Pollution is killing the young lungs: Doctors

HT Image
HT Image
Published on Oct 31, 2019 11:25 PM IST
Copy Link

New Delhi: It is the young lungs, especially under five years of age, that suffer the maximum damage when air pollution levels peak, say doctors.

For children, the risk really begins very early — right from the womb and continues through till early childhood.

“Long-term, recurrent exposure to pollution is linked to underdeveloped lungs in children, low birth weight, heart diseases, stroke, and now, studies show associations of pollution with reduced cognitive abilities as well,” Dr BK Tripathi, professor of medicine, Safdarjung hospital, said.

A report on child health and air pollution, released by the World Health Organisation last year, said, “Air pollution has a devastating impact on children’s health.” Globally, 93% of all children live in environments with air pollution levels above the WHO guidelines.

Short-term impact

The exposure to air pollution leads to immediate breathing difficulties, respiratory symptoms, and irritation of the eye.

“Children and the elderly are the most vulnerable — whatever symptoms people are experiencing, they are more pronounced in them. In my clinic, people who already have existing conditions such as asthma and COPD are coming with exacerbated symptoms,” Dr Sandeep Nayyar, head of the department of respiratory medicine, allergy and sleep disorders, BL Kapur Super Speciality Hospital, said.

“There may not be enough research to establish a direct link, but when pollution is at its peak, children who already have minor breathing issues get aggravated symptoms that don’t allow them proper sleep at night. Such children will be dull and cranky the next day. Lack of sleep over a period of time can lead to altered moods and memory issues,” Dr Manvir Bhatia, sleep medicine expert, said.

Doctors usually advise parents to ensure that their child stays indoors when pollution levels are high but mental health experts say it can also affect the psyche of a child.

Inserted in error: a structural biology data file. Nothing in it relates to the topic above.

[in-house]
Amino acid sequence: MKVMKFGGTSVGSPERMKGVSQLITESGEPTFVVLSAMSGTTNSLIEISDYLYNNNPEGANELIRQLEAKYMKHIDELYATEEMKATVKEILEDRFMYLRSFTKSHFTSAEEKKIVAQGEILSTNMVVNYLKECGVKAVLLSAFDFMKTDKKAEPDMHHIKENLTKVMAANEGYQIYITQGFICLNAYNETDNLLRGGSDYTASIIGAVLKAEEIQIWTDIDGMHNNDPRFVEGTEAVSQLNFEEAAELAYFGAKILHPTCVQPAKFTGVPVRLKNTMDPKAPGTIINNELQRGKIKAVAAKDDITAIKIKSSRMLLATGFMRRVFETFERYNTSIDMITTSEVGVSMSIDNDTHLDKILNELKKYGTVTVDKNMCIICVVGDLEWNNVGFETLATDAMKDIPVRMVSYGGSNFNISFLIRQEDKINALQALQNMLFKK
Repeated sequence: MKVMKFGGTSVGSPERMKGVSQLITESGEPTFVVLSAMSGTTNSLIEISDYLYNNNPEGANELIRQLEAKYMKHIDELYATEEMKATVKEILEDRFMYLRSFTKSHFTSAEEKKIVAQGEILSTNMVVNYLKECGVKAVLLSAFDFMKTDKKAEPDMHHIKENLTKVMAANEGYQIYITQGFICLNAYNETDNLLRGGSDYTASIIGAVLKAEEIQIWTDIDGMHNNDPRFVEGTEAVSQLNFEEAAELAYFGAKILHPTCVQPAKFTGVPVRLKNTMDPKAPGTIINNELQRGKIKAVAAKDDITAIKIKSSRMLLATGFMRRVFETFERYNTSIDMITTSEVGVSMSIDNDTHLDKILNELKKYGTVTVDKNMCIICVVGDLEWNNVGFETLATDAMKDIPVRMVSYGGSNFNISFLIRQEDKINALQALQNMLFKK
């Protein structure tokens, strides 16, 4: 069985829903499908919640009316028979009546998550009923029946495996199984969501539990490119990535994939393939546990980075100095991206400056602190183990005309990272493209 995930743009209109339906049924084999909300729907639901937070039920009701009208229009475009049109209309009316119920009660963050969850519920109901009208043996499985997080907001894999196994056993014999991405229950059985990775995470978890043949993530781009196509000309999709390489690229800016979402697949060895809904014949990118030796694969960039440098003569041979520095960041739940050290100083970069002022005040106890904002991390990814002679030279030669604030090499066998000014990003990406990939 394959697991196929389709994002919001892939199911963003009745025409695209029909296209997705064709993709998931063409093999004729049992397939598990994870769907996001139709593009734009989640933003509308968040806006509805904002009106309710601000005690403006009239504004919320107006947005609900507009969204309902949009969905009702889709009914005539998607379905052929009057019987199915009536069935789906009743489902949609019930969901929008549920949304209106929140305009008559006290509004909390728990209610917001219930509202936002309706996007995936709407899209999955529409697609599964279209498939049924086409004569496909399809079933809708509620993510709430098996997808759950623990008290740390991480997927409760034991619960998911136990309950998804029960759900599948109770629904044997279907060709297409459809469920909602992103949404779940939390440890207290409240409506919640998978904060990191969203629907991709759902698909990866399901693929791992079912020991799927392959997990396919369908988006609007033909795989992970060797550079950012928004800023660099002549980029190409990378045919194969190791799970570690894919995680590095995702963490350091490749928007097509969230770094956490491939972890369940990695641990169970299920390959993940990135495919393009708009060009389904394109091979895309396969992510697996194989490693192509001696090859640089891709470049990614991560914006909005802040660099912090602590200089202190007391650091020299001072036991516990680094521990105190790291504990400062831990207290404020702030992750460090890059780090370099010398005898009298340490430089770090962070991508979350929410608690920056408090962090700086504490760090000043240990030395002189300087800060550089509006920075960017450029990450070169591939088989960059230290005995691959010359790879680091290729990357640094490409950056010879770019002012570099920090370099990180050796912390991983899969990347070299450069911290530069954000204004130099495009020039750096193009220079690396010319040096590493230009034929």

“Parents should ensure that the child remains occupied with fun indoor activities to prevent them from having mood issues and becoming irritable,” Dr Rajesh Sagar, professor, psychiatry department, All India Institute of Medical Sciences (AIIMS), Delhi, said.

The WHO report stated that children are uniquely vulnerable to air pollution — they breathe faster than adults inhaling more pollutants, they live closer to the ground where pollution levels are concentrated, and they spend more time outdoors.

Long-term impacts

Repeated exposure can lead to children developing asthma and other allergic respiratory symptoms later in life.

“There are studies that show that in children, exposure to high pollution levels can lead to them developing chronic respiratory conditions,” Dr Arup Basu, senior consultant, department of chest medicine at Sir Ganga Ram Hospital, said.

“The allergic symptoms irritate the mucous membrane lining the airway and damage it. Recurrence of the symptoms leads to scarring and irreversible damage of the lining and results in the narrowing of the airway, putting children at risk of developing chronic respiratory conditions,” Dr Tripathi said.

The traffic-related air pollution study published in Lancet Planetary Health journal shows that with 350,000 new asthma cases related to exposure to NO2, India has the second-highest burden of childhood asthma cases attributable to pollution.

Exposure of an expectant mother to high levels of air pollution during the last trimester is linked to the stunting of growth of the child, found a study by the Indian Institute of Technology, Delhi.